The Impact of a Bible-Loving Mother

Prefaces and Acknowledgments are often some of the most intriguing parts of academic books. Often you get a glimpse into the heart of a person, and quite often you see who or what has motivated them.

David Norton, one of the foremost authorities on the King James Bible, has a new book titled, The King James Bible: A Short History from Tyndale to Today. At the close of his preface he writes:

“Reflecting on what long seemed a curious moment in my career that led to my working on the Bible, it seems now to have a kind of inevitability, so I come to my greatest debt of gratitude, to my mother and her ongoing love of the Bible.  Her Welsh Methodist heritage, going back to one of the founders of Methodism, Daniel Rowland, influenced me more than I knew.  The presence of a variety of Bibles in our house, including J.B. Phillips and James Moffatt’s translations, and E.S. Bate’s The Bible Designed to Be Read as Literature, helped shape my consciousness of the Bible.  That she had read from The New Cambridge Paragraph Bible [one of his works], sometimes aloud to my father, was a strange, deep-felt pleasure for me.  This book was originally dedicated to her, but now I must inscribe it thus:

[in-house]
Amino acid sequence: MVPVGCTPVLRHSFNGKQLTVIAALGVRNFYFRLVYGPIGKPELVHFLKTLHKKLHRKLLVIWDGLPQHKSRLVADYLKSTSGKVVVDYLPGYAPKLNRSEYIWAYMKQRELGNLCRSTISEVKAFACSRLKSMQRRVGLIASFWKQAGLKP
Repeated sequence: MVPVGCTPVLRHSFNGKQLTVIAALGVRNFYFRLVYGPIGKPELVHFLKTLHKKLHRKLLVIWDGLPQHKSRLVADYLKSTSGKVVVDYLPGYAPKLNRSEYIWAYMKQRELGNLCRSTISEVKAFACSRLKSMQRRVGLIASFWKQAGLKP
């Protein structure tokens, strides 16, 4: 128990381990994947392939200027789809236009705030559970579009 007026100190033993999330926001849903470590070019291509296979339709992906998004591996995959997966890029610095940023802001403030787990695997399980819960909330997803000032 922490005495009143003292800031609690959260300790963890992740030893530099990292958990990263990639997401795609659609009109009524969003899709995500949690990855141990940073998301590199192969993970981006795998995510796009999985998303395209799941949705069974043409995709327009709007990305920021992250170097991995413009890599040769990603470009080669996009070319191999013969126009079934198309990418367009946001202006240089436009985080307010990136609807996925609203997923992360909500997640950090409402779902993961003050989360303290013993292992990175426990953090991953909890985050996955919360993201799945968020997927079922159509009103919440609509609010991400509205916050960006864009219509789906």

In memory of my mother, Margaret Norton,

whose loving kindness taught us all how to live” (x-xi)

Never underestimate the impact and influence of a Bible-loving mother!

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